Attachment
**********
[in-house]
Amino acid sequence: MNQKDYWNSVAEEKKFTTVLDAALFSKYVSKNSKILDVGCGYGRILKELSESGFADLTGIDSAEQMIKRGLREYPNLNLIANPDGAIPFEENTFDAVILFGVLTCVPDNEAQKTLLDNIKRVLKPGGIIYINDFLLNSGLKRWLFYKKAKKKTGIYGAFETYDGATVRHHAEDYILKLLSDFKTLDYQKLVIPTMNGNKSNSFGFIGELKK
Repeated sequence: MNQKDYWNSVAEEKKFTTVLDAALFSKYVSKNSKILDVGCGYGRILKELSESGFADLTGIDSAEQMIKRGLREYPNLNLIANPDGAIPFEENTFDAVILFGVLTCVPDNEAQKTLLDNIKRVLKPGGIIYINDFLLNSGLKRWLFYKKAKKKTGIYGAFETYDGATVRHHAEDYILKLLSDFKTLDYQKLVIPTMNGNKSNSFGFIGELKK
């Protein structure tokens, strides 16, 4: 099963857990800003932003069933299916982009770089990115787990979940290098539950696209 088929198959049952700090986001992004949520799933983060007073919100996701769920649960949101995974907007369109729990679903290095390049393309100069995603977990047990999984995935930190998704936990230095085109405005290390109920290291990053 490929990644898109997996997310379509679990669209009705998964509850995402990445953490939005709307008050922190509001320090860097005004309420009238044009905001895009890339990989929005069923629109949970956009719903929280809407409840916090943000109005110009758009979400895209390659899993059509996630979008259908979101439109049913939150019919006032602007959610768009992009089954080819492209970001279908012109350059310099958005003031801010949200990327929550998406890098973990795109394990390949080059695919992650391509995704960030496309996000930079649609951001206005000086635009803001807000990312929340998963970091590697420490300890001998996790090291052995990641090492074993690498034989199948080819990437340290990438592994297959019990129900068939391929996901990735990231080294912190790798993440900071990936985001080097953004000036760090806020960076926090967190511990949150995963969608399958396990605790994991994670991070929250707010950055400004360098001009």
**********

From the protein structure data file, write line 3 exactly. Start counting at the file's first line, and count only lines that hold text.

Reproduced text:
Repeated sequence: MNQKDYWNSVAEEKKFTTVLDAALFSKYVSKNSKILDVGCGYGRILKELSESGFADLTGIDSAEQMIKRGLREYPNLNLIANPDGAIPFEENTFDAVILFGVLTCVPDNEAQKTLLDNIKRVLKPGGIIYINDFLLNSGLKRWLFYKKAKKKTGIYGAFETYDGATVRHHAEDYILKLLSDFKTLDYQKLVIPTMNGNKSNSFGFIGELKK